Increased flooding vulnerability lessons learned in assessing the effects of flooding caused by the Canterbury Earthquake Sequence

Author

Taylor, Mark C.N. , Fisher, Tim S.R. , Ng, Kevin & Pennington, Mark

Source

ICONHIC 2016 1st International Conference on Natural Hazards and Infrastructure, Chania, Greece

Year

2016

The Canterbury Earthquake Sequence (2010 – 2011) caused significant damage and loss of life in Christchurch, New Zealand. The Earthquake Commission (EQC) is New Zealand’s public insurer for natural disaster damage. EQC determined that a new, claimable form of land damage had resulted due to the Increased Flooding Vulnerability (IFV) caused by the subsidence of the land changing the flood risk to residential properties. Tonkin + Taylor (T+T) on behalf of EQC had by early 2016 completed engineering assessments of over 11,000 residential properties in Canterbury. The purpose of the assessments was to understand and quantify the effects on residential properties of IFV caused by the Canterbury Earthquake Sequence during 2010 and 2011. The completion of these assessments has involved over 75,000 man hours and is the culmination of 5 years of data collection, policy and methodology development, legal and peer review. It is also largely due to the dedication of a team of up to 100 engineers and scientists at T+T to assess and document the effects of what is now recognised as one of the largest insurance events in the worlds history. This paper builds on earlier papers that focused on the policy and methodology, and on the flood models developed for the study. This papers examines some of the engineering challenges and how they were dealt with. It also considers what lessons could be learned if the process was to be repeated. The key issues that the team encountered and will be documented in this paper are the importance of robust policy/methodology development, data collection/limitations and sharing, scoping models for the project purpose, the application of engineering judgment to complex/multiple source of information, the requirement for accurate location management, the large IT support systems required, and the communication with stakeholders and the public.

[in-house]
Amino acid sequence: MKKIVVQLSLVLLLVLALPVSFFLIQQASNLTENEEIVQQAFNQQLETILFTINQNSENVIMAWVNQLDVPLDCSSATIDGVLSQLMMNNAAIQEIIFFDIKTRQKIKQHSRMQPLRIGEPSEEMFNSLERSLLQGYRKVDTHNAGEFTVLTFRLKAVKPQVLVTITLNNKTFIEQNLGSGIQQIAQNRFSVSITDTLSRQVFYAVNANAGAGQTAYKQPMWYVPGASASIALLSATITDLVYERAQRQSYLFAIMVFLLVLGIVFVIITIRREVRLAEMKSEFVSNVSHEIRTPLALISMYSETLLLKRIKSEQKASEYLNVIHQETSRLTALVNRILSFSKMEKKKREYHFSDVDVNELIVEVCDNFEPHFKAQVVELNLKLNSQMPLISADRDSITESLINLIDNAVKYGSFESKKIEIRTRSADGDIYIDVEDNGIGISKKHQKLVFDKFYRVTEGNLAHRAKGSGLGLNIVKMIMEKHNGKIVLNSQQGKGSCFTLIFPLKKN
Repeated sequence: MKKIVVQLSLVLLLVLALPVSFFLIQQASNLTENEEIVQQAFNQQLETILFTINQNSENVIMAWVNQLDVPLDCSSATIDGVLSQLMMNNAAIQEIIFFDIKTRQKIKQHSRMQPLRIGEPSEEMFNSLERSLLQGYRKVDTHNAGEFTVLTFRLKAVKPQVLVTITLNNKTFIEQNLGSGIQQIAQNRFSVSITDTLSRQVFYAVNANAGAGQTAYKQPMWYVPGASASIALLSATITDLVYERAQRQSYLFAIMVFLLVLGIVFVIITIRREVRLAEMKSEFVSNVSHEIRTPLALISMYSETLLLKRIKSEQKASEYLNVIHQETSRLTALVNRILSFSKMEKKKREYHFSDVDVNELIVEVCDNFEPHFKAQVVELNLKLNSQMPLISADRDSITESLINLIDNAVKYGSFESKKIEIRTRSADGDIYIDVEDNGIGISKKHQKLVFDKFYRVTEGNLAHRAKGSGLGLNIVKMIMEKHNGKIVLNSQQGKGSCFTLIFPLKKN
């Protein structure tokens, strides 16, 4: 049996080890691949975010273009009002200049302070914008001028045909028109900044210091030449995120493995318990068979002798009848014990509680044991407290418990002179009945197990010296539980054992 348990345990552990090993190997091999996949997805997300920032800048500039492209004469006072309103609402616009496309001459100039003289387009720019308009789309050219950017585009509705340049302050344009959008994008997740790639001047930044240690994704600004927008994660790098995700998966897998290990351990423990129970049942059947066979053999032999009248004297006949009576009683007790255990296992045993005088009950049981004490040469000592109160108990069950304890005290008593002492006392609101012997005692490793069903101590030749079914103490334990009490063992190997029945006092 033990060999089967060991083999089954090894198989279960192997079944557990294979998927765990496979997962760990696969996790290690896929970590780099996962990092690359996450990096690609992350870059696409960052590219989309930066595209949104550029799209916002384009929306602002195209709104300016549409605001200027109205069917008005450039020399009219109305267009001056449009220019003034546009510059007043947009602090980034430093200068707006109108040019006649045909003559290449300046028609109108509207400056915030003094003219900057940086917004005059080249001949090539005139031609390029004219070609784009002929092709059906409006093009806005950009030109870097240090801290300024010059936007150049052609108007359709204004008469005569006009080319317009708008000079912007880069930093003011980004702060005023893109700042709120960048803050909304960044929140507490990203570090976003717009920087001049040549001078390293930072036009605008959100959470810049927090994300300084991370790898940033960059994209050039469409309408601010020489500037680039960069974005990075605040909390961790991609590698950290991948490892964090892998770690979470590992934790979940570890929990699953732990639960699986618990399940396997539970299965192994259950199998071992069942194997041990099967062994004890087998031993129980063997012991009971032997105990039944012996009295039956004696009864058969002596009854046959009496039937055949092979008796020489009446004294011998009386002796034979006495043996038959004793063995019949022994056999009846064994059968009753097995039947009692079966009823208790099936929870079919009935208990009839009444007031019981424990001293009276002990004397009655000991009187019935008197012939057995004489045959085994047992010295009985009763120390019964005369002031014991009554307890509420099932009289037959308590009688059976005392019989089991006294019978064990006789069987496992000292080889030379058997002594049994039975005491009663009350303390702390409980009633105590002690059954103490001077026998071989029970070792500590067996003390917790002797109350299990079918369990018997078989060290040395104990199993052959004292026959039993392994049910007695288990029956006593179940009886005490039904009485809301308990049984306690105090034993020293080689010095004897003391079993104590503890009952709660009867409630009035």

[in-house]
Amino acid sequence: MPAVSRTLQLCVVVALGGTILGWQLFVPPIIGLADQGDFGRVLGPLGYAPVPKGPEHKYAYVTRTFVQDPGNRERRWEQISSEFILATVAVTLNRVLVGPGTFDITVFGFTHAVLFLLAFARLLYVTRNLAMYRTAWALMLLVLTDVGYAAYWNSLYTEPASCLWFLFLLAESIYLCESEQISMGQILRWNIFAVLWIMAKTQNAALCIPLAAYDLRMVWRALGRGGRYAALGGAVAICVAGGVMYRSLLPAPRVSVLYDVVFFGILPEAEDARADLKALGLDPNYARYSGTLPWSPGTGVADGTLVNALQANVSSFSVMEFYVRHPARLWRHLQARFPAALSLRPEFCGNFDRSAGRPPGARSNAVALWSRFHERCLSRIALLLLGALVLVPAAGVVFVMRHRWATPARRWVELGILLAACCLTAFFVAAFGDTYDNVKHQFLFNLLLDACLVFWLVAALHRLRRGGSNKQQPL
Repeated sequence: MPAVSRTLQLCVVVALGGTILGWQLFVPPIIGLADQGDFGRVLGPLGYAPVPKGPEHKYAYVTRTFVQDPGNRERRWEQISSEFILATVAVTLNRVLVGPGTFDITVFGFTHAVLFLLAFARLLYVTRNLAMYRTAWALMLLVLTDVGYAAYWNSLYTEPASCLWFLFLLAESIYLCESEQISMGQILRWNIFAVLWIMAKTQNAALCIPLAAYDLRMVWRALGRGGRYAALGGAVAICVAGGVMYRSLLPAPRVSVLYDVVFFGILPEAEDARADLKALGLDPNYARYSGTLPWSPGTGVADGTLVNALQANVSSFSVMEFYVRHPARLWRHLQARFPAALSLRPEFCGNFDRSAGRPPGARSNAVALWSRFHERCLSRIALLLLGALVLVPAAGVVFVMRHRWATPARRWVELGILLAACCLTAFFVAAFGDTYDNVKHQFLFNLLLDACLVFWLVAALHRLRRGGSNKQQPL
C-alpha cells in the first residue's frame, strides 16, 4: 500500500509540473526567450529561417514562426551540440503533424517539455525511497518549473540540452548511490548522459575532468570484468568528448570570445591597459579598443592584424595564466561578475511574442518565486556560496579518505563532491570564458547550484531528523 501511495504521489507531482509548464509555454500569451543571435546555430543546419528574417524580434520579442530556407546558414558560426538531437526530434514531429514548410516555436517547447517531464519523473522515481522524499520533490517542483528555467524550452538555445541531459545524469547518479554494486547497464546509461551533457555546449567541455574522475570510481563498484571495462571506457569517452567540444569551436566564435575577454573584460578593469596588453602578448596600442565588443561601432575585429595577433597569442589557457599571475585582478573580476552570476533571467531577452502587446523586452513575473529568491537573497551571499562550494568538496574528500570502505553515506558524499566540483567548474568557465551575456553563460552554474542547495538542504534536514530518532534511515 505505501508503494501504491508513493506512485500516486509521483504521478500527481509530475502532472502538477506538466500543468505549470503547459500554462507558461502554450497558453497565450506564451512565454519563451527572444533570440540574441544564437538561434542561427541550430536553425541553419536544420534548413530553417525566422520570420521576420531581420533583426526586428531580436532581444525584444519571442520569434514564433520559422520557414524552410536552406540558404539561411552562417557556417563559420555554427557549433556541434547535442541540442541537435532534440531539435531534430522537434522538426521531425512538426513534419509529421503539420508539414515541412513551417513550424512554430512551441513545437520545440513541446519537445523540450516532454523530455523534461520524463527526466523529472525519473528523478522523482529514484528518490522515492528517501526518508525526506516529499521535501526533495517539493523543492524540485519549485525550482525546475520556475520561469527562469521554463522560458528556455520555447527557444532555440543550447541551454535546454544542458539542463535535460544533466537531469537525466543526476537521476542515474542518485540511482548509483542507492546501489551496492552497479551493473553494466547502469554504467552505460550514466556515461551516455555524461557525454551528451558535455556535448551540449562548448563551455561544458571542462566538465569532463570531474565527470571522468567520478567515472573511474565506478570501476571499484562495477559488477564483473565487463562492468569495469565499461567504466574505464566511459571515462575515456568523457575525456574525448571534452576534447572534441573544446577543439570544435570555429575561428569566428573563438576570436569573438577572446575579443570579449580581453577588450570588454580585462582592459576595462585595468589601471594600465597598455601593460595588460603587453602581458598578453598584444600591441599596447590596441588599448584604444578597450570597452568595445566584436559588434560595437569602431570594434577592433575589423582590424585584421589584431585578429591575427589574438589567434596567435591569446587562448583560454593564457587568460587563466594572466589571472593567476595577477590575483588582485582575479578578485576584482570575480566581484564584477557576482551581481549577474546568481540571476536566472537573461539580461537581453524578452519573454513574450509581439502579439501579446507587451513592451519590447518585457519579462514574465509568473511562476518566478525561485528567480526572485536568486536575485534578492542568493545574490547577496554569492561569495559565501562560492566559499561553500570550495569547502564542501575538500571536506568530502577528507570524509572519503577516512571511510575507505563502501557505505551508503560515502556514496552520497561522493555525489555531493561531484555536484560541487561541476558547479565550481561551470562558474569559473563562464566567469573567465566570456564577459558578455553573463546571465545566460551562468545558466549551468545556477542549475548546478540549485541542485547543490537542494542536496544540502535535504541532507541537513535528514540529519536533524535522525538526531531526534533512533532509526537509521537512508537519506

A regional study of water storage options in the Wairarapa

Author

Bassett-Foss, Michael , Bouma, David & Knappstein, Dewi (2015)

Source

ANCOLD (Australia National Committee on Large Dams) Conference, 2015, Brisbane

Year

2015

The Wairarapa Water Use Project (WWUP) in the southern North Island, New Zealand, is investigating new water storage schemes involving large dams that will allow the community to make use of the water resources that are currently available, but not necessarily available at the time they are needed. It is estimated that the 12,000 hectares currently irrigated in the Wairarapa could be increased to about 42,000 hectares depending on actual demand. The WWUP provides for a range of possible needs, such as supply of new areas of irrigation, increased reliability for existing irrigation and frost fighting, environmental augmentation of low summer river flows, environmental flushing flows, stock drinking water, power generation, municipal water supply, and recreational use.
WWUP objectives include early engagement of stakeholders, early integration of financial, social, cultural and environmental factors in decision-making, management of uncertainty associated with the preliminary level of investigation and evolving regulatory framework, development of an equitable framework for efficiently comparing options, and balancing long and short-term considerations.
A large number of dam options were identified, storing 3 to 80 million m3 of water, and progressively narrowed to a shortlist of 2 sites through a complex process of concept development, desktop studies, site visits, hydrological analyses, cost estimates and multi-criteria analyses.
The WWUP demonstrates how sustainable new major water storage schemes can be promoted in a highly regulated environment of a developed nation

CFD modelling of stormwater overland flow at the entrance to a road underpass

Author

Heays, Katherine G. , Reed, Sam M. & Fisher, Tim S.R. (2013)

Source